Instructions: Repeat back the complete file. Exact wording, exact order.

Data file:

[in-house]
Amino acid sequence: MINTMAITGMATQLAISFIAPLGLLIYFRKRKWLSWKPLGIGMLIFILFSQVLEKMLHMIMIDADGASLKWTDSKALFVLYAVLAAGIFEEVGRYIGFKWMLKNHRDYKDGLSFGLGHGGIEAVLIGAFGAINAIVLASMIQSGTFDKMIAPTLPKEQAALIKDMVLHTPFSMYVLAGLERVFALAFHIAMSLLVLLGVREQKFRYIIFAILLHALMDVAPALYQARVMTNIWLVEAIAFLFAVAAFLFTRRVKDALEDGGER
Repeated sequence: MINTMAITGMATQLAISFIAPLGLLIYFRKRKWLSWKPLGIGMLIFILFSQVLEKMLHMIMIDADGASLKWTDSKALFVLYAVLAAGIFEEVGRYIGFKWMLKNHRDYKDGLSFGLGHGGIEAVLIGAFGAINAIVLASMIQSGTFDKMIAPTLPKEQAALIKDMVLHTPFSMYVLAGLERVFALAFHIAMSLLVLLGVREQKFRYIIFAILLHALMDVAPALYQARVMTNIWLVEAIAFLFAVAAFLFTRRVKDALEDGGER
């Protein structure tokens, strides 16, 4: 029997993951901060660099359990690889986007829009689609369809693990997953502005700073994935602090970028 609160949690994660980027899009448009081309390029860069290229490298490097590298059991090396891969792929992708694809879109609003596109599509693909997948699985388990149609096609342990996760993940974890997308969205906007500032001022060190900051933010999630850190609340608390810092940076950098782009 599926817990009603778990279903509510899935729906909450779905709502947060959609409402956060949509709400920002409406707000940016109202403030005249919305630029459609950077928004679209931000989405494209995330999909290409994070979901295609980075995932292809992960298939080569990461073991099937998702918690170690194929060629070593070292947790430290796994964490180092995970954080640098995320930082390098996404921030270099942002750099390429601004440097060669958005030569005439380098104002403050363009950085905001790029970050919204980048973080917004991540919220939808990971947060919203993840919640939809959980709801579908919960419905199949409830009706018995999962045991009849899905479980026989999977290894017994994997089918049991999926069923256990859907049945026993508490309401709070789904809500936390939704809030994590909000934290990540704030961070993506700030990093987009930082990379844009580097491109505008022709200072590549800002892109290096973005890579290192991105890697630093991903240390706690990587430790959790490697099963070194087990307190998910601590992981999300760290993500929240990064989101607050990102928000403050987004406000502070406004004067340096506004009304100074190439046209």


[in-house]
Amino acid sequence: MINTMAITGMATQLAISFIAPLGLLIYFRKRKWLSWKPLGIGMLIFILFSQVLEKMLHMIMIDADGASLKWTDSKALFVLYAVLAAGIFEEVGRYIGFKWMLKNHRDYKDGLSFGLGHGGIEAVLIGAFGAINAIVLASMIQSGTFDKMIAPTLPKEQAALIKDMVLHTPFSMYVLAGLERVFALAFHIAMSLLVLLGVREQKFRYIIFAILLHALMDVAPALYQARVMTNIWLVEAIAFLFAVAAFLFTRRVKDALEDGGER
Repeated sequence: MINTMAITGMATQLAISFIAPLGLLIYFRKRKWLSWKPLGIGMLIFILFSQVLEKMLHMIMIDADGASLKWTDSKALFVLYAVLAAGIFEEVGRYIGFKWMLKNHRDYKDGLSFGLGHGGIEAVLIGAFGAINAIVLASMIQSGTFDKMIAPTLPKEQAALIKDMVLHTPFSMYVLAGLERVFALAFHIAMSLLVLLGVREQKFRYIIFAILLHALMDVAPALYQARVMTNIWLVEAIAFLFAVAAFLFTRRVKDALEDGGER
């Protein structure tokens, strides 16, 4: 029997993951901060660099359990690889986007829009689609369809693990997953502005700073994935602090970028 609160949690994660980027899009448009081309390029860069290229490298490097590298059991090396891969792929992708694809879109609003596109599509693909997948699985388990149609096609342990996760993940974890997308969205906007500032001022060190900051933010999630850190609340608390810092940076950098782009 599926817990009603778990279903509510899935729906909450779905709502947060959609409402956060949509709400920002409406707000940016109202403030005249919305630029459609950077928004679209931000989405494209995330999909290409994070979901295609980075995932292809992960298939080569990461073991099937998702918690170690194929060629070593070292947790430290796994964490180092995970954080640098995320930082390098996404921030270099942002750099390429601004440097060669958005030569005439380098104002403050363009950085905001790029970050919204980048973080917004991540919220939808990971947060919203993840919640939809959980709801579908919960419905199949409830009706018995999962045991009849899905479980026989999977290894017994994997089918049991999926069923256990859907049945026993508490309401709070789904809500936390939704809030994590909000934290990540704030961070993506700030990093987009930082990379844009580097491109505008022709200072590549800002892109290096973005890579290192991105890697630093991903240390706690990587430790959790490697099963070194087990307190998910601590992981999300760290993500929240990064989101607050990102928000403050987004406000502070406004004067340096506004009304100074190439046209």